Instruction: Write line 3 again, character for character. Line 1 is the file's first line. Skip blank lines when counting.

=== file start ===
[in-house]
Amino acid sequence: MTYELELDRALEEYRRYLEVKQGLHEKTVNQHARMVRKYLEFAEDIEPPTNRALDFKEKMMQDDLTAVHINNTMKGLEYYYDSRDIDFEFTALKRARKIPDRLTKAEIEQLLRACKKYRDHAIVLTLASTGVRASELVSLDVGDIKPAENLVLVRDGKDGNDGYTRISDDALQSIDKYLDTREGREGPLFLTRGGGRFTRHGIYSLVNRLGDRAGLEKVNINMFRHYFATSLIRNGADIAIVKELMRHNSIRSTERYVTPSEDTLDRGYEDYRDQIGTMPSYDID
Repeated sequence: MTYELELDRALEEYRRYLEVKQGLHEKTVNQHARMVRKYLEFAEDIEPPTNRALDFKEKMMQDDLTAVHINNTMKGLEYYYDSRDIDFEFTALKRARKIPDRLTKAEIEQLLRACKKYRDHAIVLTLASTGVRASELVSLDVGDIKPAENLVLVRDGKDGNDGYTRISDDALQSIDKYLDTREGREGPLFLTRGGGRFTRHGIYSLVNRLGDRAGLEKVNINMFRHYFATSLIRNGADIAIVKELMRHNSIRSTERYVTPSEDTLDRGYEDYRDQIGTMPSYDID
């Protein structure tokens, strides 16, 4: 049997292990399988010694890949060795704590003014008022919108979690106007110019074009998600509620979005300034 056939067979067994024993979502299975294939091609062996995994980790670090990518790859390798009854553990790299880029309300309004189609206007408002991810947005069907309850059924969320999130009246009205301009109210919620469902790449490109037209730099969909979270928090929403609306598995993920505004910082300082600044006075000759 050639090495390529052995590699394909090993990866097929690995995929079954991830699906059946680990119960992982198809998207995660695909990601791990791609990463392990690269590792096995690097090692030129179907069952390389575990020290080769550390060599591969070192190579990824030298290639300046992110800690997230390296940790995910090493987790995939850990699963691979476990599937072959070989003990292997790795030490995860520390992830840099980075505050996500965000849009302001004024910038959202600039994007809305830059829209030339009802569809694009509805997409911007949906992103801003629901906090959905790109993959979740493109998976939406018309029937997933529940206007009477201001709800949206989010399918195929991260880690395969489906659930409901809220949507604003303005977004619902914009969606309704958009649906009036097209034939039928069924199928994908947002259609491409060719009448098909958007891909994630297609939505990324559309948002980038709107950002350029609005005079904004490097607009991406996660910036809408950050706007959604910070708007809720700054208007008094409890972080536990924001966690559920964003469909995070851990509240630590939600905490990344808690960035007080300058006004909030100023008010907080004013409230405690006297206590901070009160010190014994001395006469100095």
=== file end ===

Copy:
Repeated sequence: MTYELELDRALEEYRRYLEVKQGLHEKTVNQHARMVRKYLEFAEDIEPPTNRALDFKEKMMQDDLTAVHINNTMKGLEYYYDSRDIDFEFTALKRARKIPDRLTKAEIEQLLRACKKYRDHAIVLTLASTGVRASELVSLDVGDIKPAENLVLVRDGKDGNDGYTRISDDALQSIDKYLDTREGREGPLFLTRGGGRFTRHGIYSLVNRLGDRAGLEKVNINMFRHYFATSLIRNGADIAIVKELMRHNSIRSTERYVTPSEDTLDRGYEDYRDQIGTMPSYDID